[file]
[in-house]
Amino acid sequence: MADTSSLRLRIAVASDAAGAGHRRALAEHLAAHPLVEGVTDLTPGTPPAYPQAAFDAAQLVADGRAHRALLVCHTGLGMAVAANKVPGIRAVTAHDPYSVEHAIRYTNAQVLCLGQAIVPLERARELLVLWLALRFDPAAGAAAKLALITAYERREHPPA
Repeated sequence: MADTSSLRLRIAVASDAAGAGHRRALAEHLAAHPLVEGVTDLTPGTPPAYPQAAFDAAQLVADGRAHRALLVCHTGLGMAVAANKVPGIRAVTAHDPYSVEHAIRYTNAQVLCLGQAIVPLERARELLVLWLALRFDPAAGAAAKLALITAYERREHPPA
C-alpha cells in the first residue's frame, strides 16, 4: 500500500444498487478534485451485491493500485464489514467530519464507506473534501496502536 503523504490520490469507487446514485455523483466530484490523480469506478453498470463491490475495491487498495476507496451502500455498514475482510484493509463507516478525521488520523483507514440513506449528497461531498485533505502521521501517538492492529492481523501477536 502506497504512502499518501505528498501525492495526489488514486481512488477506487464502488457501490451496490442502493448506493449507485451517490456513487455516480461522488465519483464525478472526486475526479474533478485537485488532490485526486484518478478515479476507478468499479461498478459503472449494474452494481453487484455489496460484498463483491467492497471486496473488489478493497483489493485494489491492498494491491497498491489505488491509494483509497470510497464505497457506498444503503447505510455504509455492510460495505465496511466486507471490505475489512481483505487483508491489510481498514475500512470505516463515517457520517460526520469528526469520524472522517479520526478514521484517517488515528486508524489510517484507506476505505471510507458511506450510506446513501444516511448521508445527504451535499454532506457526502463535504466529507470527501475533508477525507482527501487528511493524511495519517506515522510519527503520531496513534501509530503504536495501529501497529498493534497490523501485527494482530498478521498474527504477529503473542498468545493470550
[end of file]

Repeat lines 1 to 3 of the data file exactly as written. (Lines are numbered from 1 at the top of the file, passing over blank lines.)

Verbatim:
[in-house]
Amino acid sequence: MADTSSLRLRIAVASDAAGAGHRRALAEHLAAHPLVEGVTDLTPGTPPAYPQAAFDAAQLVADGRAHRALLVCHTGLGMAVAANKVPGIRAVTAHDPYSVEHAIRYTNAQVLCLGQAIVPLERARELLVLWLALRFDPAAGAAAKLALITAYERREHPPA
Repeated sequence: MADTSSLRLRIAVASDAAGAGHRRALAEHLAAHPLVEGVTDLTPGTPPAYPQAAFDAAQLVADGRAHRALLVCHTGLGMAVAANKVPGIRAVTAHDPYSVEHAIRYTNAQVLCLGQAIVPLERARELLVLWLALRFDPAAGAAAKLALITAYERREHPPA